How to Properly Handle Dry Ice
7 Dry Ice Dos and Don'ts
Dry ice creates a most spectacular fog for your carved pumpkins and Halloween punches; however, if handled improperly or ingested, it can cause severe burns both externally and internally. Avoid frostbite accidents by following these dos and don'ts, so you can safely achieve the heavy fog effect.
- Don't touch the dry ice with bare hands! You've probably witnessed doctors using dry ice to burn off warts. Do use tongs to transfer the blocks of dry ice.
- Don't set the dry ice in anything made of glass, which has the possibility of shattering from the cold dry ice. Do use plastic bowls and cauldrons. Set the plastic bowl on a wooden cutting board so the dry ice does not destroy the surface underneath.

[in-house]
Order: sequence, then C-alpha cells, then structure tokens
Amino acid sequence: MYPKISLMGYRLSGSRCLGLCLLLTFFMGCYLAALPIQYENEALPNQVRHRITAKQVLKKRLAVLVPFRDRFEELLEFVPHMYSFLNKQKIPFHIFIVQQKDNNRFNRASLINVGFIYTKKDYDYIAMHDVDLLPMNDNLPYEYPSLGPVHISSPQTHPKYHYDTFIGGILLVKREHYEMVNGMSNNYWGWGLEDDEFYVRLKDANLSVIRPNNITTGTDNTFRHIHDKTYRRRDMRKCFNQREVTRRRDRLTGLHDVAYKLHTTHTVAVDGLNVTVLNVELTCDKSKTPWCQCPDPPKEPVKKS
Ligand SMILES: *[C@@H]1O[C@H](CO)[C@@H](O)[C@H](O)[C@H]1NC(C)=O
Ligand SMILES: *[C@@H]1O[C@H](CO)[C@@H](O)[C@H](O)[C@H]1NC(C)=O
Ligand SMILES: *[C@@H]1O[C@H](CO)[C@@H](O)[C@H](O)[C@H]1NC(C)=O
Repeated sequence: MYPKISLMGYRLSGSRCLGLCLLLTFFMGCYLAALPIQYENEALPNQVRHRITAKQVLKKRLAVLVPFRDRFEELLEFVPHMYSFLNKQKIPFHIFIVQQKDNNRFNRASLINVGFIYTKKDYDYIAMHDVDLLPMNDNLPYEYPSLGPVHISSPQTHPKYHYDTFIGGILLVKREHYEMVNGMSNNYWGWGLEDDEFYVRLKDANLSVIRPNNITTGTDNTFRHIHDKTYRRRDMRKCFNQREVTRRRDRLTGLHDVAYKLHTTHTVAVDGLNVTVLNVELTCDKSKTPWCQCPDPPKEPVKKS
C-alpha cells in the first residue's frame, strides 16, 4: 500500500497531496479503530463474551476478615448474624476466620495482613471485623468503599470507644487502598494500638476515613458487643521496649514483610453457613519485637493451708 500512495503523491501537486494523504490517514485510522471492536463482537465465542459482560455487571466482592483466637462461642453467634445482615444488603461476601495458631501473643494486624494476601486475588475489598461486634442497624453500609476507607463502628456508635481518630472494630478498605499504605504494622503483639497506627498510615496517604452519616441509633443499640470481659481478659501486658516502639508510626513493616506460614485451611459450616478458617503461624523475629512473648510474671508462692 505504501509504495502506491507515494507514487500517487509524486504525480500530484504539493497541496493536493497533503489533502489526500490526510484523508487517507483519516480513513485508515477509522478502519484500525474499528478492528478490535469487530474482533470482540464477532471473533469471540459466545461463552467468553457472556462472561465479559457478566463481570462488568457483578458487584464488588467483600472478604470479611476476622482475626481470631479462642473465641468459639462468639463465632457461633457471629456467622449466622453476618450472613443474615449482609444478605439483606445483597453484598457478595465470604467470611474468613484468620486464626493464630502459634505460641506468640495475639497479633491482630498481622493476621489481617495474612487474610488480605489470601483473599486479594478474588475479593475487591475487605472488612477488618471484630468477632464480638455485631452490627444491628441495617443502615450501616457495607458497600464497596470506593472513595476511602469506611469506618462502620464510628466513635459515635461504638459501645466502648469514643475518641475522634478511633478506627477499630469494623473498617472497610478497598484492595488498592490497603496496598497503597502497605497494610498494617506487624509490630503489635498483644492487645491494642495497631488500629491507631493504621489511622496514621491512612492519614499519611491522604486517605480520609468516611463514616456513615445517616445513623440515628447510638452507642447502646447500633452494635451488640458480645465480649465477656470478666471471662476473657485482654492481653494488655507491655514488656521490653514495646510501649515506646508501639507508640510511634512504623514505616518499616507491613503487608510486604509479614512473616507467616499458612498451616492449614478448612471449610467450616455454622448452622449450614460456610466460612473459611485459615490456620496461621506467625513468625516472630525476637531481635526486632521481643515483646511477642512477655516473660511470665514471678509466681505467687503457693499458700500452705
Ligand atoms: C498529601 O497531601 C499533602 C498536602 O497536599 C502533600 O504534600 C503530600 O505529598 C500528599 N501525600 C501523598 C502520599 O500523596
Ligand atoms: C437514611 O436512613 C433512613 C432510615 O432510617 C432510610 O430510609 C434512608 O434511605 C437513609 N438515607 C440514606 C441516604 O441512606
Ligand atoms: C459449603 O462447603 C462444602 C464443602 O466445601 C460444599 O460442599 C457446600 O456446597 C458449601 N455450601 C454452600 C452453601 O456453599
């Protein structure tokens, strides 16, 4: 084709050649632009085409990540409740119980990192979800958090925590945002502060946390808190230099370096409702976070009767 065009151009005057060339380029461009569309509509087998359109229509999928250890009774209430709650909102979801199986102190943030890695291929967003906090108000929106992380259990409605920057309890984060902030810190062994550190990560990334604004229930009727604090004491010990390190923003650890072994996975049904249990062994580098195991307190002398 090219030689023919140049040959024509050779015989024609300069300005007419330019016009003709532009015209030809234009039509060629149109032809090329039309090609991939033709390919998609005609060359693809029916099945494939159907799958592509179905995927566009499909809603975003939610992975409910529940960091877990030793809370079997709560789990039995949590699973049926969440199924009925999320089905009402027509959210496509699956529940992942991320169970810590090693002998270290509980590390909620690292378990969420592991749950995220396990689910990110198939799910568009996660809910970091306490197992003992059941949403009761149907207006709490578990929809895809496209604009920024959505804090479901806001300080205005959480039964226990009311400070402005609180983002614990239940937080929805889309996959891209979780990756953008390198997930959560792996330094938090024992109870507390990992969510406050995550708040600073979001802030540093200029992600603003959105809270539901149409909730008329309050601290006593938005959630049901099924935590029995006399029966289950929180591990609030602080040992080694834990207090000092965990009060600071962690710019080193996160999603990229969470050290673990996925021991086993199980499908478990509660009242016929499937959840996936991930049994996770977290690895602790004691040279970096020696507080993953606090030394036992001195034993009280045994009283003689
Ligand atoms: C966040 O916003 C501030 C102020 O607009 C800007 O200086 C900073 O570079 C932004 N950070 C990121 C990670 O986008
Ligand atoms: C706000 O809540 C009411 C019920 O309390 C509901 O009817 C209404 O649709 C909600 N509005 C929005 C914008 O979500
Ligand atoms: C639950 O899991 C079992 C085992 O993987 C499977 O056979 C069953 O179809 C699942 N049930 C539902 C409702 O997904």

- Don't place the dry ice directly into the punch bowl or cocktail glasses, because it increases the risk of someone getting a piece in their mouth or swallowing it. Do place a smaller punch bowl inside a larger punch bowl. Then disperse the dry ice around the outside of the punch bowl.
- Don't use cold water to activate your fog. Do pour a little warm water over the dry ice cubes to trigger the thick fog.
- Don't try to break down ice pieces with a knife or a hammer. Do buy the size of dry ice that you plan to use from the very beginning.
- Don't inhale the vapor of your dry ice or set the dry ice in a confined area; it's made of carbon dioxide and can cause asphyxiation. Do place the dry ice in a well-ventilated area.
- Don't try to dispose of dry ice until it has released all its vapors. Do leave the dry ice in its vessel until the fog stops, signaling it has released its gases.